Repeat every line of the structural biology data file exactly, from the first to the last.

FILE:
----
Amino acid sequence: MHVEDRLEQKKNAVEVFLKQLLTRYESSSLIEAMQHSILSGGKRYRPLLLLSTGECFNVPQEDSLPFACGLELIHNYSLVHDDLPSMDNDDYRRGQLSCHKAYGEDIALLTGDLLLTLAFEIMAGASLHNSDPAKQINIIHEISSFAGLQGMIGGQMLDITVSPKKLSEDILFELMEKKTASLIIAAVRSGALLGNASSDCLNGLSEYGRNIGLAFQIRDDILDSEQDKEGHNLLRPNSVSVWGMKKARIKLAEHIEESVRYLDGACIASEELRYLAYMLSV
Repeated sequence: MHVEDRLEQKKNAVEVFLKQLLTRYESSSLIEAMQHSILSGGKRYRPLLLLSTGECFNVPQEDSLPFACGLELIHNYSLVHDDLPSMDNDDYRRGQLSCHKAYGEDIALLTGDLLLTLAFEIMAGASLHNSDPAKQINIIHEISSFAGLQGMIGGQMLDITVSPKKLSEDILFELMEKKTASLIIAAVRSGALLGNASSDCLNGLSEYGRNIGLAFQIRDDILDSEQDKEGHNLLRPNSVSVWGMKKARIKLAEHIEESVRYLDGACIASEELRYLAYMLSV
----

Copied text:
Amino acid sequence: MHVEDRLEQKKNAVEVFLKQLLTRYESSSLIEAMQHSILSGGKRYRPLLLLSTGECFNVPQEDSLPFACGLELIHNYSLVHDDLPSMDNDDYRRGQLSCHKAYGEDIALLTGDLLLTLAFEIMAGASLHNSDPAKQINIIHEISSFAGLQGMIGGQMLDITVSPKKLSEDILFELMEKKTASLIIAAVRSGALLGNASSDCLNGLSEYGRNIGLAFQIRDDILDSEQDKEGHNLLRPNSVSVWGMKKARIKLAEHIEESVRYLDGACIASEELRYLAYMLSV
Repeated sequence: MHVEDRLEQKKNAVEVFLKQLLTRYESSSLIEAMQHSILSGGKRYRPLLLLSTGECFNVPQEDSLPFACGLELIHNYSLVHDDLPSMDNDDYRRGQLSCHKAYGEDIALLTGDLLLTLAFEIMAGASLHNSDPAKQINIIHEISSFAGLQGMIGGQMLDITVSPKKLSEDILFELMEKKTASLIIAAVRSGALLGNASSDCLNGLSEYGRNIGLAFQIRDDILDSEQDKEGHNLLRPNSVSVWGMKKARIKLAEHIEESVRYLDGACIASEELRYLAYMLSV